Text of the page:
FORCED TO KILL
For an action star, Corey Michael Eubanks has a naturally funny presence. The film opens on a highly amusing scene with him repoing a Jaguar and getting into a fight with its owner where he is constantly offering wry quips in between exchanging blows. When you contrast Forced to Kill against other vanity productions written by action stars see Sylvester Stallones Cobra (1986) and the Rambo films or Chuck Norriss Invasion U.S.A. (1985) Eubankss effort here emerges rather well. What we have is not an egotistical vanity production but one where the star has subsumed their ego and concentrated on a decent story. For an action hero, Eubanks also has a surprisingly liberal attitude when it comes to issues like treatment of the homeless and panhandlers.
The action scenes are all competently directed, while being located within a solid plot. The exception is towards the end where the film goes through a series of generic action set-pieces horse chases, foot chases, explosions, vehicle chases and copters pursuing speedboats that have a mechanical feel and are not as interesting as the earlier scenes that have Eubanks a prisoner of the backwoods hicks. Not to mention that the climax seems to involve Eubanks killing half-a-dozen innocent law enforcement officials without somehow being regarded as a wanted criminal by all law agencies, something that we are to regard as justified solely because he is on the run from a corrupt sheriff.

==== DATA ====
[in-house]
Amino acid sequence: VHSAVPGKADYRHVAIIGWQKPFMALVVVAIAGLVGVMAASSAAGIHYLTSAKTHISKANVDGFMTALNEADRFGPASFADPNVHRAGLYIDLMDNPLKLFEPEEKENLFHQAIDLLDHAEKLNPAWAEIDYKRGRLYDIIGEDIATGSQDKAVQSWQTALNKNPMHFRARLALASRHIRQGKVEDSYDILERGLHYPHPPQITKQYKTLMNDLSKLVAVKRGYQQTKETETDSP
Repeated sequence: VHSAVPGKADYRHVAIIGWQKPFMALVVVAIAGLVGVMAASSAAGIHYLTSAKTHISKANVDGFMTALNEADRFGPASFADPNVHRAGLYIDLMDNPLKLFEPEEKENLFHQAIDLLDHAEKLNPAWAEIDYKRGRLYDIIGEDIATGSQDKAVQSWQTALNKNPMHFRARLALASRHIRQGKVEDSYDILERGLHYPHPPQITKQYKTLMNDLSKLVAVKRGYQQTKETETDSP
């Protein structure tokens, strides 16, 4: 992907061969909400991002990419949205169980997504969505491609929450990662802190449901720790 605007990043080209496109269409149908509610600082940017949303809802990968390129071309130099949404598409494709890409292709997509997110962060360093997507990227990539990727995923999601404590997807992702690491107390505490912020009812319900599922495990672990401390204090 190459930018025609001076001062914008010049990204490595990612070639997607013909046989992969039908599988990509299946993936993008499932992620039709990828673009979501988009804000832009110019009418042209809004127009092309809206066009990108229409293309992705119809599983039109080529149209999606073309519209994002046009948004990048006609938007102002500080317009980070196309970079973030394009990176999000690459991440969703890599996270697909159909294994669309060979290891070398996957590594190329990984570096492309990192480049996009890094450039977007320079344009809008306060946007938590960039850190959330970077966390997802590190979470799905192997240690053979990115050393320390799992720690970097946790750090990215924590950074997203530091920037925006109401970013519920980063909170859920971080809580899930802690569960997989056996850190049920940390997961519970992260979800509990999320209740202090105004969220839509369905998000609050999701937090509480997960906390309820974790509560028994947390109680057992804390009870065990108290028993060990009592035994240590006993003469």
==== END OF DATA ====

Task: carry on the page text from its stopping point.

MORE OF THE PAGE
There is quite a brutality to the film in the earlier scenes Don Swayze blowing the Jag up with a shotgun and then shooting the burning Clint Howard in cold blood; Eubanks being dragged being a pickup truck in chains and then tied to a tree and being shot at; or being forced to run in front of a truck while being jolted with an electric cattle prod; the scene where he escapes on foot and Michael Ironsides police vehicle comes up over the hill behind him and Ironside downs him by opening the door as he drives past. Rance Howard, Don Swayze and Mickey Jones all give good loathsome performances as the backwoods family. One of the more interesting minor parts is the character of Carrie (Cynthia J. Blessington) where it is never clear whether she is a sister, or the wife or girlfriend of one of the men. In one scene we get Mickey Jones entering while she is bathing and eyeing her up; in another Rance Howard beats her with a rod for betraying the family.
(Review copy provided courtesy of Ryan Kenner from Movies in the Attic).